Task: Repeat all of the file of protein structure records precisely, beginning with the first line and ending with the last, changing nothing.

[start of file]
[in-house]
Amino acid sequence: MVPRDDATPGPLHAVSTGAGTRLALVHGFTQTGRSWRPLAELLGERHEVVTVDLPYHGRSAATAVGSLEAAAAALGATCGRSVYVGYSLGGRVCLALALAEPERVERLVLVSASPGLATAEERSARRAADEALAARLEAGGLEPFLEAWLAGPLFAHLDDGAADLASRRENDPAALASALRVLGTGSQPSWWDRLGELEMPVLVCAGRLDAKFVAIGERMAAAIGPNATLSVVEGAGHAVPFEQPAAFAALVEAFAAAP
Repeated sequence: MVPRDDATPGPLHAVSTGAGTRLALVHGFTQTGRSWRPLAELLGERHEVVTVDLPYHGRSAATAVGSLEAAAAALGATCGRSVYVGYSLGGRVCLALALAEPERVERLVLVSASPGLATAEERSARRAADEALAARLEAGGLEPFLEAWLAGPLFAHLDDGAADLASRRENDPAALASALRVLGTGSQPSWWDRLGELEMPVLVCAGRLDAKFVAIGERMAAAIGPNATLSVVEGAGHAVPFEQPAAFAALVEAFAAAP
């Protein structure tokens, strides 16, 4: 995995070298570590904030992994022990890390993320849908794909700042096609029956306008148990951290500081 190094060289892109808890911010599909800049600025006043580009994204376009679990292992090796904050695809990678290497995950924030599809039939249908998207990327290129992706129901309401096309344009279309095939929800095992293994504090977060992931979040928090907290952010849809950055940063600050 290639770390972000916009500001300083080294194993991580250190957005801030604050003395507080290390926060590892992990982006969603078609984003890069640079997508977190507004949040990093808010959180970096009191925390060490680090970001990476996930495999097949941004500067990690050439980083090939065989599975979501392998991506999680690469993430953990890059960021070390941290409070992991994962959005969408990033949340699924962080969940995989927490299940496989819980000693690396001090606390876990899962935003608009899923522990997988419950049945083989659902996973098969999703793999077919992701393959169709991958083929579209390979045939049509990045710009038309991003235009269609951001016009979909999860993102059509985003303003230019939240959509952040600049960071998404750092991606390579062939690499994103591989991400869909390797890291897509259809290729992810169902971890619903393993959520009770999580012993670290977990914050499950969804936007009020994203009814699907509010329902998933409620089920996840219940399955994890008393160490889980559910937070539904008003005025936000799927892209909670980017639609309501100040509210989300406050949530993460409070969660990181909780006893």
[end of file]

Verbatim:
[in-house]
Amino acid sequence: MVPRDDATPGPLHAVSTGAGTRLALVHGFTQTGRSWRPLAELLGERHEVVTVDLPYHGRSAATAVGSLEAAAAALGATCGRSVYVGYSLGGRVCLALALAEPERVERLVLVSASPGLATAEERSARRAADEALAARLEAGGLEPFLEAWLAGPLFAHLDDGAADLASRRENDPAALASALRVLGTGSQPSWWDRLGELEMPVLVCAGRLDAKFVAIGERMAAAIGPNATLSVVEGAGHAVPFEQPAAFAALVEAFAAAP
Repeated sequence: MVPRDDATPGPLHAVSTGAGTRLALVHGFTQTGRSWRPLAELLGERHEVVTVDLPYHGRSAATAVGSLEAAAAALGATCGRSVYVGYSLGGRVCLALALAEPERVERLVLVSASPGLATAEERSARRAADEALAARLEAGGLEPFLEAWLAGPLFAHLDDGAADLASRRENDPAALASALRVLGTGSQPSWWDRLGELEMPVLVCAGRLDAKFVAIGERMAAAIGPNATLSVVEGAGHAVPFEQPAAFAALVEAFAAAP
């Protein structure tokens, strides 16, 4: 995995070298570590904030992994022990890390993320849908794909700042096609029956306008148990951290500081 190094060289892109808890911010599909800049600025006043580009994204376009679990292992090796904050695809990678290497995950924030599809039939249908998207990327290129992706129901309401096309344009279309095939929800095992293994504090977060992931979040928090907290952010849809950055940063600050 290639770390972000916009500001300083080294194993991580250190957005801030604050003395507080290390926060590892992990982006969603078609984003890069640079997508977190507004949040990093808010959180970096009191925390060490680090970001990476996930495999097949941004500067990690050439980083090939065989599975979501392998991506999680690469993430953990890059960021070390941290409070992991994962959005969408990033949340699924962080969940995989927490299940496989819980000693690396001090606390876990899962935003608009899923522990997988419950049945083989659902996973098969999703793999077919992701393959169709991958083929579209390979045939049509990045710009038309991003235009269609951001016009979909999860993102059509985003303003230019939240959509952040600049960071998404750092991606390579062939690499994103591989991400869909390797890291897509259809290729992810169902971890619903393993959520009770999580012993670290977990914050499950969804936007009020994203009814699907509010329902998933409620089920996840219940399955994890008393160490889980559910937070539904008003005025936000799927892209909670980017639609309501100040509210989300406050949530993460409070969660990181909780006893």